Building the WashHouse – Footings & Floor


Building the WashHouse – Footings & Floor

by admin on Jul.11, 2004, under WashHouse

Water Needs

Water is needed to mix the concrete for the footings and piers.

We loaded two 32 gallon plastic trash containers into the back of the truck and headed for Seligman. There, we found the water standpipe, where for 25 cents, we were able to purchase 50 gallons of water.

Here, Randy is extracting the water from the containers into a garden sprayer we modified to work with a kitchen spray nozzle. That allows us to control the water flow very well, and also comes in handy for showers right now!

Siphoning Water

Mix Concrete

We dug out the footings to 18 inches, or until we hit solid rock, whichever came first. we’ve since been told that the frost line is 24 to 30 inches up here, but we have so much aggregates in the soil, I don’t think it will affect our structure much.

Here, we mix concrete in manageable batches to pour the footings and piers.

Mixing Concrete

Pour Footings

We used one 80 lb bag of concrete for each footing. After mixing and pouring it all in the hole, we tamped it and smoothed it out, allowing it to seek level.

Pouring Footings

Preparing Beams

Once the footings were in place, we continued by mounting the brackets to the beams.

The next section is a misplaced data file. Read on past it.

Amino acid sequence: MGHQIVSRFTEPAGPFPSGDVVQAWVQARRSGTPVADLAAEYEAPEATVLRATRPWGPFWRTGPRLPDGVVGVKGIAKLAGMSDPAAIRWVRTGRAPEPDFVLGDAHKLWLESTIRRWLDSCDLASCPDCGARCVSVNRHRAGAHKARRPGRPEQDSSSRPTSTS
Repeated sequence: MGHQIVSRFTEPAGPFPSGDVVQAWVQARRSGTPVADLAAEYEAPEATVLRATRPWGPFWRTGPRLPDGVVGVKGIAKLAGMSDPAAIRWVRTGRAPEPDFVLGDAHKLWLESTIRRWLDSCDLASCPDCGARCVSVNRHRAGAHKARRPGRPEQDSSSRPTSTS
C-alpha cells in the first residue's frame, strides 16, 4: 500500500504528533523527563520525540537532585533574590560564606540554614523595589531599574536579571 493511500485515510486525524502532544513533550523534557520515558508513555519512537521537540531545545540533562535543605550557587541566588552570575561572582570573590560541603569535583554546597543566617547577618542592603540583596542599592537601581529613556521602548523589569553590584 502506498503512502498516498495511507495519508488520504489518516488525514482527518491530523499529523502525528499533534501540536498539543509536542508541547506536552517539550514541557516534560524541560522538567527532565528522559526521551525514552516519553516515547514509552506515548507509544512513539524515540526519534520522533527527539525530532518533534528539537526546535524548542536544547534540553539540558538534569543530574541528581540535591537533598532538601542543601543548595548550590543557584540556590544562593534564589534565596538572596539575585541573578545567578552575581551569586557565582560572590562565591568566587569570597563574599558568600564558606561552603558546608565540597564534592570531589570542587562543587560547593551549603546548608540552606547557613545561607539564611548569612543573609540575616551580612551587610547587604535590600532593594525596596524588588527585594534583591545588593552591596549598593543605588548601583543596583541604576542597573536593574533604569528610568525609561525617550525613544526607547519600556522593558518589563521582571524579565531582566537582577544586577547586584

Once the brackets were on the beams, we used jack stands to support the beams level over the footings with their bottoms a minimum of 12″ above the ground.

Mounting Beam Brackets

Bracket Hazard

Watch out for the little splinters on the bottom of these Simpson brackets. Most of them had some, and they were very sharp…

Bracket Hazard

Pour Piers

The footings were allowed to dry overnight, and we continued pouring the piers the next day.

The beams were set in place and leveled on jack stands before pouring the piers.

We eventually found it easier to scoop the concrete into the tubes with a trowel, instead of pouring it.

Pouring Piers

Beams Set

Here is where we ran into our first major mistake.

Our pre-measured size for the middle pier tubes was too short, and once the beams were in place, the concrete did not reach the bottom of the beams.

In addition, I mixed the concrete for the first pier too soupy. These two errors would end up biting us…

Beams Set

Broken Pier

We let the piers dry overnight.

When we began nailing the floor joist to the beams, the pier that was poorly constructed with a wet mix started crumbling.

I ended up chipping away the soft concrete until I found rebar and harder cement. Then we fit another tube around it and repoured the concrete for the two middle tubes (both of them were the short ones).

Hopefully that will fix our problem. We’ll let you know…

Broken Pier


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